1. A pitch should consist of 10 to 15 slides.
  2. The presentation should not exceed 20 minutes in length.
  3. It should be typed in a typeface no smaller than 30 points.

Let’s get down to business and go over Guy Kawasaki’s pitch deck professional presentation design together.

Slide #1

The first slide is where you introduce yourself. It should include your company’s name, tagline, and contact information. Make sure everything is up to current and that you’ll react as soon as possible. Your primary link with potential investors will be the lines of communication you build here.

Slide #2

The difficulty slide is the second slide in the pitch deck. If you want to put it that way, call it your chance. Whatever method you choose to see and identify it, be sure to make it as straightforward as possible and concise in your description. If you can, include examples to make the situation more accessible to your readers. Your efforts in presenting this should persuade your audience to empathize with and believe in your company’s core objective.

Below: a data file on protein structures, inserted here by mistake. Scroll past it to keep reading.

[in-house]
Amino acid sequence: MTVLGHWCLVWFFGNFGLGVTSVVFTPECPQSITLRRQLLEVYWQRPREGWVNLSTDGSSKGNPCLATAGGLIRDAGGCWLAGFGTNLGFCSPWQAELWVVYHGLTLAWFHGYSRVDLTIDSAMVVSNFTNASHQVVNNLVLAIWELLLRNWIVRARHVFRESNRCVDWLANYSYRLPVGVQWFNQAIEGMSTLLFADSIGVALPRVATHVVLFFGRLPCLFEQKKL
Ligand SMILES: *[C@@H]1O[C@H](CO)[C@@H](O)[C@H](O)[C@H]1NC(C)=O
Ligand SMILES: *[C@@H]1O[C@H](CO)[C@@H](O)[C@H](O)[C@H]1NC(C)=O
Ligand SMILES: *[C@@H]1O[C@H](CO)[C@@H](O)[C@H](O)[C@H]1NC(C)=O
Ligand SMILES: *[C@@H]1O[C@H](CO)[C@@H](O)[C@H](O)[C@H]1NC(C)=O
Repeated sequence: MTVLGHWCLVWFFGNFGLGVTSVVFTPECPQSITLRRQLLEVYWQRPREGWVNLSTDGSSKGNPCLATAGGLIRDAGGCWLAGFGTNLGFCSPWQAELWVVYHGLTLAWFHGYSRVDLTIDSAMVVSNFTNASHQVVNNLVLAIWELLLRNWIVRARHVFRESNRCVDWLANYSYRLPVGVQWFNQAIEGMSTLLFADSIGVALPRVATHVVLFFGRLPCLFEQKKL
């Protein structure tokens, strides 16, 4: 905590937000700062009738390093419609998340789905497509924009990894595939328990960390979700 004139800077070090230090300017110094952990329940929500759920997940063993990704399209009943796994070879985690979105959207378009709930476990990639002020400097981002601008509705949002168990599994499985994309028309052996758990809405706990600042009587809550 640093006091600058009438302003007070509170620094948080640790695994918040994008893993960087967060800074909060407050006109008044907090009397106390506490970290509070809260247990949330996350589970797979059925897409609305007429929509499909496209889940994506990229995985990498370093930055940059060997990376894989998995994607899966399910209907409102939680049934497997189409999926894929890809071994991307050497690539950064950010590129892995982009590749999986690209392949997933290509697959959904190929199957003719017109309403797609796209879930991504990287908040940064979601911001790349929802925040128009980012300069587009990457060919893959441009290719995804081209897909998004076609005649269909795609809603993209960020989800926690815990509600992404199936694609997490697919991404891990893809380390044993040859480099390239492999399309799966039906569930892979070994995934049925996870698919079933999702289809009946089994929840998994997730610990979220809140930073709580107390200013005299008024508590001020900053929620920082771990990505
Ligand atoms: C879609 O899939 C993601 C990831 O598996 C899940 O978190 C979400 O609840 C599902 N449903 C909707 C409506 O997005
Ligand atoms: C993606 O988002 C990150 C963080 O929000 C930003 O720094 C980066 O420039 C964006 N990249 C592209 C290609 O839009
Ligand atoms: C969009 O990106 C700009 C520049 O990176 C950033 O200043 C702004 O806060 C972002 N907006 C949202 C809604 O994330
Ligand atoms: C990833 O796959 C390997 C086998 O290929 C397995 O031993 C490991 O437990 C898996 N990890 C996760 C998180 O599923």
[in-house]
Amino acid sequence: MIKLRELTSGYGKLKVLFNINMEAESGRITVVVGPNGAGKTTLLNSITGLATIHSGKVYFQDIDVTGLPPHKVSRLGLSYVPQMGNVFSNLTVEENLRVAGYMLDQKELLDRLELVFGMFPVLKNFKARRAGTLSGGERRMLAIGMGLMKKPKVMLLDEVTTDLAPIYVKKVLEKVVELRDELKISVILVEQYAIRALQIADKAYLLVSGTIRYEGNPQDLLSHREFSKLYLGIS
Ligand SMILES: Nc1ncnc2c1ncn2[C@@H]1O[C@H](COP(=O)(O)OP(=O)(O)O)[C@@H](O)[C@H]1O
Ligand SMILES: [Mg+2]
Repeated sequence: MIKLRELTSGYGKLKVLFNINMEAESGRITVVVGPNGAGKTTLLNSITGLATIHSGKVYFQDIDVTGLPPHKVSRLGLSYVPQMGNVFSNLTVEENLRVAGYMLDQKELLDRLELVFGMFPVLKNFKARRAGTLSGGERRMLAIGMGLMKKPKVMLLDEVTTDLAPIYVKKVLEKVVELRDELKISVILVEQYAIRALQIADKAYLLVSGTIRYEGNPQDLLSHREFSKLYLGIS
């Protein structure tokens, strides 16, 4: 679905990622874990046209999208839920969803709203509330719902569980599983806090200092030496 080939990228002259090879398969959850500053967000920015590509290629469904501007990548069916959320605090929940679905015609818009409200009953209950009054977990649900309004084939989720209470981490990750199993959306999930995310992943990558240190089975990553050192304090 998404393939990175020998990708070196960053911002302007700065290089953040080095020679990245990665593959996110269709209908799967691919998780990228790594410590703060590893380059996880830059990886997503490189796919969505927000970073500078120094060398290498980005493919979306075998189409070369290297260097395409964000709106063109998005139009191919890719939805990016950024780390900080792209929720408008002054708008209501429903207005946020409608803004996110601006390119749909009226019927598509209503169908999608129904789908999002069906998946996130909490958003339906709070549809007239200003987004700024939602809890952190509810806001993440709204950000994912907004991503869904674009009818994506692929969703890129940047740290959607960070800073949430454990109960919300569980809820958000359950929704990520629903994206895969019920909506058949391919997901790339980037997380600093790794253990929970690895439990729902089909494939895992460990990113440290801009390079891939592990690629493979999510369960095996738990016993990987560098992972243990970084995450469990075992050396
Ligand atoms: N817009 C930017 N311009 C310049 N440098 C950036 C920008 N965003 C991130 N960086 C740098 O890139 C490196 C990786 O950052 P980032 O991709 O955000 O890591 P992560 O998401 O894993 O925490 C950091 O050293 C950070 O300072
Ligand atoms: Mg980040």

Slide #3

Now it’s time to talk about the value proposition. In a single phrase, describe who you are and what you do. Don’t say anything more than a sentence. You can do this by comparing what you do to something that everyone is familiar with. The objective is to pass a clear message. Consider something along the lines of “we’re the Uber for pets” or anything similar. This slide should pique an audience’s interest and make them want to hear everything else you have to say.

Slide #4

Underlying magic is described on the fourth slide of a Guy Kawasaki pitch deck proposal. Basically, you get to brag about your product or service here.

Slide #5

Explain your business model on the fifth slide. Be open and honest about your numbers and plan. In this respect, investors should know what they’re looking at in terms of your business concept.